Porter takes his inspiration for his Crow from Hughes but also from the bird itself. It is the sections written from Crow’s point of view that invite the most bafflement – the sentences are often a mess of words, onomatopoeia-like creations, and a general strangeness pervades. There is the idea of a metaphor – who or what Crow is, and how much he/she/it is related to Hughes’ Crow is a question that spans the entire book. Is this Death? Is this grief itself? Is it, even, Sylvia Plath? And why does Dad see Crow – because it suits Porter or because he’s working on a Hughes commentary?

On the stylistic note, the book uses three narratives – Crow, Dad, and ‘Boys’, the latter of which concerns the two sons but is written from one point of view, potentially to infer that at their young age the boys’ grief could be considered interchangeable, or maybe that their experiences are the same. Sections by the Boys are written in verse and meanings are split over a couple of lines. Much whitespace between narratives as well as lines and sometimes words mean that the book is even shorter than it appears, physically. And in many ways this is a good thing because of the amount of detail and commentary Porter has packed in.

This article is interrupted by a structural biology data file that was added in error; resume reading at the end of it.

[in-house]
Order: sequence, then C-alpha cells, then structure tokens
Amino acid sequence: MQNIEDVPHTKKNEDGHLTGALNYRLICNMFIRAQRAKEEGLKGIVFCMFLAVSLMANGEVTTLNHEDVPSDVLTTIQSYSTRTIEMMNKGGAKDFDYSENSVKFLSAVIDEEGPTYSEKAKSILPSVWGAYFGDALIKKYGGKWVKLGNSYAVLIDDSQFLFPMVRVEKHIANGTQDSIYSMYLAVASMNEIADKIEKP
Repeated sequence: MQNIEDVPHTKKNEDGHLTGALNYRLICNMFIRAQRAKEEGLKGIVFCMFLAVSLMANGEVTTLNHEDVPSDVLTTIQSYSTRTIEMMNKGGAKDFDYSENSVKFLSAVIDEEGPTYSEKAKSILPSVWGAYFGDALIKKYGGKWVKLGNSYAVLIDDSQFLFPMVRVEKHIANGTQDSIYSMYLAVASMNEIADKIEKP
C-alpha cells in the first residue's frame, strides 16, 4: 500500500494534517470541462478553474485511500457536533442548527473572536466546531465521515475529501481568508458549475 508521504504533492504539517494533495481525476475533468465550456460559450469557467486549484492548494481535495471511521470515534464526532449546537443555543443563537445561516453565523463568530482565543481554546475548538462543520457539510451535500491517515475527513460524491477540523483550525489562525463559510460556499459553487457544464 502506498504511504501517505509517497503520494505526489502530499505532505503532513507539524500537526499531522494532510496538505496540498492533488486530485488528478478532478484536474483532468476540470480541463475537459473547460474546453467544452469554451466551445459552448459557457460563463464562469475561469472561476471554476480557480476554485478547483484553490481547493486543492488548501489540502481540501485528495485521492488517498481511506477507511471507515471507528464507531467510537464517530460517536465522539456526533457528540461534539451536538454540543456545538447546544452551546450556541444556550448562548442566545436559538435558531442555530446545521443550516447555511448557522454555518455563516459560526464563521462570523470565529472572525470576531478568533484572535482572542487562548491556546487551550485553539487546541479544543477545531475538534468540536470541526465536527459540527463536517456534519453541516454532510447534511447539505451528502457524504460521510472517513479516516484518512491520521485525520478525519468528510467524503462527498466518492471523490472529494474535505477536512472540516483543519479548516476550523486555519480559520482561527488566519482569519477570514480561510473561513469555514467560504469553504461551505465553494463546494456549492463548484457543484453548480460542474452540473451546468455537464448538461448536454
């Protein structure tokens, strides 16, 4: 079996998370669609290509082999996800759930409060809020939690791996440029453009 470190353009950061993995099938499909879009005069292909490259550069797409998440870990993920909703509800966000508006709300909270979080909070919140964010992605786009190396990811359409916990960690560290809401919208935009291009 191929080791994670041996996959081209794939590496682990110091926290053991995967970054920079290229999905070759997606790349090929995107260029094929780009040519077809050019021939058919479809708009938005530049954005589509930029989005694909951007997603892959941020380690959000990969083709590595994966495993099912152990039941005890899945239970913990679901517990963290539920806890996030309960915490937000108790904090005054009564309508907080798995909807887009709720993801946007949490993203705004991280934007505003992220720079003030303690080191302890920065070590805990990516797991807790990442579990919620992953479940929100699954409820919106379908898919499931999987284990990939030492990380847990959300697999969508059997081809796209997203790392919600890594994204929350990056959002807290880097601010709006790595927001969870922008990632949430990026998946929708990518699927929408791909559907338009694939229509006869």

To the stated grief, then; Porter has spared nothing. The book is at its most powerful when it’s examining the forms grief takes and how different people deal with it. Again metaphors and explorations take centre stage, with stereotypes and the idea that one must get over it always lingering nearby.

Take this, the Boys’ reaction to their father calmly coming into their room to tell them their mother has gone:

Where are the fire engines? Where is the
noise and clamour of an event like this?
Where are the strangers going out of their